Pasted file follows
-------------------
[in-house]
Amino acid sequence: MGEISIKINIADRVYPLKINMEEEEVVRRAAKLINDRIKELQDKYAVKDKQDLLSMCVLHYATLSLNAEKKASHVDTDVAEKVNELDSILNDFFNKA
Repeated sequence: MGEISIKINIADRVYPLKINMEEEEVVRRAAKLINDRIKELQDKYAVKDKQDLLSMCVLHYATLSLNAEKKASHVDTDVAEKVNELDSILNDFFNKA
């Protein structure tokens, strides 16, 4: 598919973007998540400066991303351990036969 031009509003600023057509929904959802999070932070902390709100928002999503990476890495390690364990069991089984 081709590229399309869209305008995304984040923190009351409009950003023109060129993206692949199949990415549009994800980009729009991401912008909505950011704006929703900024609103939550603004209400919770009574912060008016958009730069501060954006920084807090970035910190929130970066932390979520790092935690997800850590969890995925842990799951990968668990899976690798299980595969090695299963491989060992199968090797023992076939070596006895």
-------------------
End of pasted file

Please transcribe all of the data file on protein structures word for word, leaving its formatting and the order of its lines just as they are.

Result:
[in-house]
Amino acid sequence: MGEISIKINIADRVYPLKINMEEEEVVRRAAKLINDRIKELQDKYAVKDKQDLLSMCVLHYATLSLNAEKKASHVDTDVAEKVNELDSILNDFFNKA
Repeated sequence: MGEISIKINIADRVYPLKINMEEEEVVRRAAKLINDRIKELQDKYAVKDKQDLLSMCVLHYATLSLNAEKKASHVDTDVAEKVNELDSILNDFFNKA
């Protein structure tokens, strides 16, 4: 598919973007998540400066991303351990036969 031009509003600023057509929904959802999070932070902390709100928002999503990476890495390690364990069991089984 081709590229399309869209305008995304984040923190009351409009950003023109060129993206692949199949990415549009994800980009729009991401912008909505950011704006929703900024609103939550603004209400919770009574912060008016958009730069501060954006920084807090970035910190929130970066932390979520790092935690997800850590969890995925842990799951990968668990899976690798299980595969090695299963491989060992199968090797023992076939070596006895």